As of the census of 2000, there were 32,641 people, 12,619 households, and 9,136 families living in the county. The population density was 78 people per square mile (30/km2). There were 13,909 housing units at an average density of 33 per square mile (13/km2). The racial makeup of the county was 97.89% White, 0.59% Black or African American, 0.34% Native American, 0.17% Asian, 0.02% Pacific Islander, 0.16% from other races, and 0.82% from two or more races. 0.60% of the population were Hispanic or Latino of any race. In 2010 16.5% were of German, 12.9% American, 11.3% Irish, 10.4% English, 5.2% Welsh, 2.4% Scottish, and 1.6% Ulster Scot.
There were 12,619 households, out of which 34.5% had children under the age of 18 living with them, 55.4% were married couples living together, 12.0% had a female householder with no husband present, and 27.6% were non-families. 24.0% of all households were made up of individuals, and 10.5% had someone living alone who was 65 years of age or older. The average household size was 2.55 and the average family size was 3.00.
In the county, the population was spread out, with 26.0% under the age of 18, 8.7% from 18 to 24, 28.7% from 25 to 44, 23.0% from 45 to 64, and 13.6% who were 65 years of age or older. The median age was 36 years. For every 100 females there were 93.2 males. For every 100 females age 18 and over, there were 89.9 males.
The median income for a household in the county was $30,661, and the median income for a family was $36,022. Males had a median income of $30,651 versus $21,546 for females. The per capita income for the county was $14,789. About 13.6% of families and 16.5% of the population were below the poverty line, including 20.3% of those under age 18 and 16.1% of those age 65 or over.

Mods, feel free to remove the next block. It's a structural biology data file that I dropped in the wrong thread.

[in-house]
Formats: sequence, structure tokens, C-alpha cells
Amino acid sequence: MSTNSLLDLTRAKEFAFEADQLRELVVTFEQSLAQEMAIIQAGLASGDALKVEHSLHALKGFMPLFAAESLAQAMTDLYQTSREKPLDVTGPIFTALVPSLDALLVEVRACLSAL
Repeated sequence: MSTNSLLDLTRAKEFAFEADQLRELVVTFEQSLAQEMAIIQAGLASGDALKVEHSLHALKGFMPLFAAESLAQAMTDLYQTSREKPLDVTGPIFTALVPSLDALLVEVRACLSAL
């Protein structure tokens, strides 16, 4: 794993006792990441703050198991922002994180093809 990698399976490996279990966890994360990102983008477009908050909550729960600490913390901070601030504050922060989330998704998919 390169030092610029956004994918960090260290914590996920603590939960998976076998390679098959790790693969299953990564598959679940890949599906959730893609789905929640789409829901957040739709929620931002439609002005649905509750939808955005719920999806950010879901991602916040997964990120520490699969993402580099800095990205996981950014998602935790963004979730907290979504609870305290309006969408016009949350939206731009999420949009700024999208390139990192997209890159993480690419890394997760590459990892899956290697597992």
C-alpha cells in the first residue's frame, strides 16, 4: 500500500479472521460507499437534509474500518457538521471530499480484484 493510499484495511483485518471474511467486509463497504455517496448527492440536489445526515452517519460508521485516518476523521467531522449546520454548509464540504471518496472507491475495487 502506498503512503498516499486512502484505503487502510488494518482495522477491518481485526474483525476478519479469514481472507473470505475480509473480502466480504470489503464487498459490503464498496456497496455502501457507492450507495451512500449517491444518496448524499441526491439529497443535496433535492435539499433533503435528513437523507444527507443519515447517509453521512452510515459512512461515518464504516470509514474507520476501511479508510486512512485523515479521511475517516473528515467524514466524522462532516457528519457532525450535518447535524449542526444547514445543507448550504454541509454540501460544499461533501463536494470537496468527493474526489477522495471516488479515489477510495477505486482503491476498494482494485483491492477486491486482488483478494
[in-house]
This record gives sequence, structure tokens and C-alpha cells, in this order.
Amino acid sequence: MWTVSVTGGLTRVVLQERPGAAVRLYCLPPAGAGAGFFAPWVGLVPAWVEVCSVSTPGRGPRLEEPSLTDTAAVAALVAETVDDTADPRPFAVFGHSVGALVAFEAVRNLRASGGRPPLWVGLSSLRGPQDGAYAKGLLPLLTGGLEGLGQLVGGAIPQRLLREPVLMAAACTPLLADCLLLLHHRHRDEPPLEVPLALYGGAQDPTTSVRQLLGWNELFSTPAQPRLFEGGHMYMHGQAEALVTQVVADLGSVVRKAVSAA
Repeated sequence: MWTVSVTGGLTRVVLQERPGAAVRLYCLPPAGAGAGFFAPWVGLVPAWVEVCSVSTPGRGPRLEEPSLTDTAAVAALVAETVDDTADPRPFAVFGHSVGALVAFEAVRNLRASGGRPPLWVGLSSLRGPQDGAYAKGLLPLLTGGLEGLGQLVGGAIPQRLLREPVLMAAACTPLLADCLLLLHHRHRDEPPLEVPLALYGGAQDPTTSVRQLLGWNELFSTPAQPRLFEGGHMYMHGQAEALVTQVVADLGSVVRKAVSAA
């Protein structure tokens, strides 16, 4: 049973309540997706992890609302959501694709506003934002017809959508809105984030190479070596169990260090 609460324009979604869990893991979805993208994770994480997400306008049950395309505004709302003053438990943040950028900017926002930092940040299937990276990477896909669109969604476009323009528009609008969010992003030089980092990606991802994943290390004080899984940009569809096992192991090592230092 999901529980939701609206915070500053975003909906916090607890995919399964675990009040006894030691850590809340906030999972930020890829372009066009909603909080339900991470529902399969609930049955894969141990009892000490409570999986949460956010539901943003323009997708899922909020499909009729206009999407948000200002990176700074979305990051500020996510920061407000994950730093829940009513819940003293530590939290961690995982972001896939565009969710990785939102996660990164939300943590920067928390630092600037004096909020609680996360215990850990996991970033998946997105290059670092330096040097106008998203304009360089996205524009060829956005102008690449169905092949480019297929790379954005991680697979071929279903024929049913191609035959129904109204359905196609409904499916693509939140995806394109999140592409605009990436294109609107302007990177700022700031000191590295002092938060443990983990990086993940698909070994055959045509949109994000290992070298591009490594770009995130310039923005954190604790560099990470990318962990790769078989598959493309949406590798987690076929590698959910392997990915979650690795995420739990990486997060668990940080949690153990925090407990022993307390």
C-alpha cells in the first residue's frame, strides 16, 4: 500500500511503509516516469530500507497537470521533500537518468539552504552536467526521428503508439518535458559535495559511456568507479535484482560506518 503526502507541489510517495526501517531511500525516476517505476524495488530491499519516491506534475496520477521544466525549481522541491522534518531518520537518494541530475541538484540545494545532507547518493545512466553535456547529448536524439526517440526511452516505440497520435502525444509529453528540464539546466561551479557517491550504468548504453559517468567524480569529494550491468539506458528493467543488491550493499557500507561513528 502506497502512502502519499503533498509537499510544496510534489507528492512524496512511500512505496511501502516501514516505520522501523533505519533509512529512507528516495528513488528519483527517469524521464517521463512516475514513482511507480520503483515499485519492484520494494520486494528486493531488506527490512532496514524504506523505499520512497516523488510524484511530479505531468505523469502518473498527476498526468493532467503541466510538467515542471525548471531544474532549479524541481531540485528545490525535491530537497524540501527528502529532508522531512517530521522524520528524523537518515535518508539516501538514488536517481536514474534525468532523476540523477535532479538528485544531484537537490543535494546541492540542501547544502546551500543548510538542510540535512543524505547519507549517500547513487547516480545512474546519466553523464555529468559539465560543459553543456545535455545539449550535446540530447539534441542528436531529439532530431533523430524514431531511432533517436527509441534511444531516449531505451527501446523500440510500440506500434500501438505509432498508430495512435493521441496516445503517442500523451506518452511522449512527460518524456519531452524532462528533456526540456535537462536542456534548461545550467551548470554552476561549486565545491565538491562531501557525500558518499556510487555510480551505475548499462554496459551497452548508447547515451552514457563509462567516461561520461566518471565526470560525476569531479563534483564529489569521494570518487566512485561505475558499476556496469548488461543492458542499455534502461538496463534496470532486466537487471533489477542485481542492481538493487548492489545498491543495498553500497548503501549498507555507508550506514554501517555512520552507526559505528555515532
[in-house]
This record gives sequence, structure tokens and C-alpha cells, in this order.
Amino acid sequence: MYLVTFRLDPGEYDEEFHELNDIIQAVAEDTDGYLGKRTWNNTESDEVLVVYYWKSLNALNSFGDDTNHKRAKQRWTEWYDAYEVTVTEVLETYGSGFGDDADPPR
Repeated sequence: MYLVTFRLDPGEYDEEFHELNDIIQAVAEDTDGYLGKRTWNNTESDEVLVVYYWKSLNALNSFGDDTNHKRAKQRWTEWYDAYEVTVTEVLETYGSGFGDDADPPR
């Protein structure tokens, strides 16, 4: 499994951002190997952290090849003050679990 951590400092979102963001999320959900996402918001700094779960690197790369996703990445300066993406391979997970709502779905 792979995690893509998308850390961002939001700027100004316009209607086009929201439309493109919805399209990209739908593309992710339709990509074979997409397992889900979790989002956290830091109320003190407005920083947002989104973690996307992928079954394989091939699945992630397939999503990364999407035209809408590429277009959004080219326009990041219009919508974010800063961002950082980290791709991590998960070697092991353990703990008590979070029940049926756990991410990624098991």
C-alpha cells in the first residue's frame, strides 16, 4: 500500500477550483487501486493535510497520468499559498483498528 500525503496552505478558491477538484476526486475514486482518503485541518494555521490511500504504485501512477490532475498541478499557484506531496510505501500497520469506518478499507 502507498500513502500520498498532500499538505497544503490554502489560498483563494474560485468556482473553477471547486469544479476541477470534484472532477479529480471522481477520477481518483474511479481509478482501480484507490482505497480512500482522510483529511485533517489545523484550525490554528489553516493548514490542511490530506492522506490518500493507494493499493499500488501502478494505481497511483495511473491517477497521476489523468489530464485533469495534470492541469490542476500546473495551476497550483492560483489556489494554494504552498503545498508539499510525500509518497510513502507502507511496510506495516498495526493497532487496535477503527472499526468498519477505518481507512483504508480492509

As of the 2010 United States Census, there were 33,225 people, 13,010 households, and 9,028 families living in the county. The population density was 79.0 inhabitants per square mile (30.5/km2). There were 14,587 housing units at an average density of 34.7 per square mile (13.4/km2). The racial makeup of the county was 97.1% white, 0.6% black or African American, 0.4% American Indian, 0.3% Asian, 0.2% from other races, and 1.4% from two or more races. Those of Hispanic or Latino origin made up 0.8% of the population. In terms of ancestry, 16.1% were German, 12.3% were American, 11.6% were Irish, 10.6% were English and 4.4% were Welsh.
Of the 13,010 households, 33.9% had children under the age of 18 living with them, 50.9% were married couples living together, 12.7% had a female householder with no husband present, 30.6% were non-families, and 25.9% of all households were made up of individuals. The average household size was 2.53 and the average family size was 3.01. The median age was 39.0 years.
The median income for a household in the county was $34,044 and the median income for a family was $42,560. Males had a median income of $36,910 versus $28,618 for females. The per capita income for the county was $18,775. About 18.1% of families and 23.3% of the population were below the poverty line, including 36.5% of those under age 18 and 11.5% of those age 65 or over.
If you are looking for a tax attorney Jackson County Ohio, you are at the right spot. Give us a call today at 330-331-7611.